The Grace Episcopal Church community condemns racism in any form
Grace Church and its members abhor the cause of the Confederacy – the bondage of children of God.
However, during the Civil War, the world was a very different place. In 1864, the rector of Grace Church coordinated the exhumation and consecration of the remains of the 17 Confederate soldiers who were killed in an unsuccessful attack on Fort Stevens. Their remains were buried in nearby fields but were moved to a single grave on the grounds of the church.
The Grace Church Community strongly rejects the institution of slavery for which these Confederate soldiers fought. We recognize and respect that these soldiers received a Christian burial in consecrated ground.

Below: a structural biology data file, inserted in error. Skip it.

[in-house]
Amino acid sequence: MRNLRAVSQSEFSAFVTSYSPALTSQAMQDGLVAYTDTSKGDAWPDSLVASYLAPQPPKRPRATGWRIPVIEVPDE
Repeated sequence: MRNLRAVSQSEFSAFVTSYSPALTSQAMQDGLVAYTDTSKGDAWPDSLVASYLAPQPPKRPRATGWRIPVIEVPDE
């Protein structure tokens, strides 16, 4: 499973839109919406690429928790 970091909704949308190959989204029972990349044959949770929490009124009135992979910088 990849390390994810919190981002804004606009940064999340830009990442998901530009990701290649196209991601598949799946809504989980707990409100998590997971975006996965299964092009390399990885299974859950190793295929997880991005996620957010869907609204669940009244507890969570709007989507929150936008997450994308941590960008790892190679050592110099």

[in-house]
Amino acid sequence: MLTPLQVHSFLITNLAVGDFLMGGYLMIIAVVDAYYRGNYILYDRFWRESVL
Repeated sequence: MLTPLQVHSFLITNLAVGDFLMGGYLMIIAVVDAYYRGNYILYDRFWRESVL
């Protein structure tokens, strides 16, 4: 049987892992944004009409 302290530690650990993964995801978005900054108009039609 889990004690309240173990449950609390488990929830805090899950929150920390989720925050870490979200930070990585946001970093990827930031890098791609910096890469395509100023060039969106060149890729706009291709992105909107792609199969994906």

We believe in a just God who forgives those who both repent and seek to reconcile divisions between God and each other. We cannot know how God judged the actions of those dead buried in that single plot.
But we know our actions are judged based on how we repent and how we reconcile with God and our neighbors. It is in this context that we dedicate ourselves to learn from our past, and to truly seek reconciliation through Christ. Let this memory be a reminder of our painful past of slavery and division and how far we have often fallen from God’s plan for us.
We strive to be that “City on a Hill” where people of all races and cultures come to build their relationships with God and others. We center our outreach of our vibrant, diverse parish on social justice and building the Beloved Community.
Recent events of vandalism have toppled the grave marker. And, although we dislike the thought of vandalism, Grace Church has no intention or desire to replace the marker.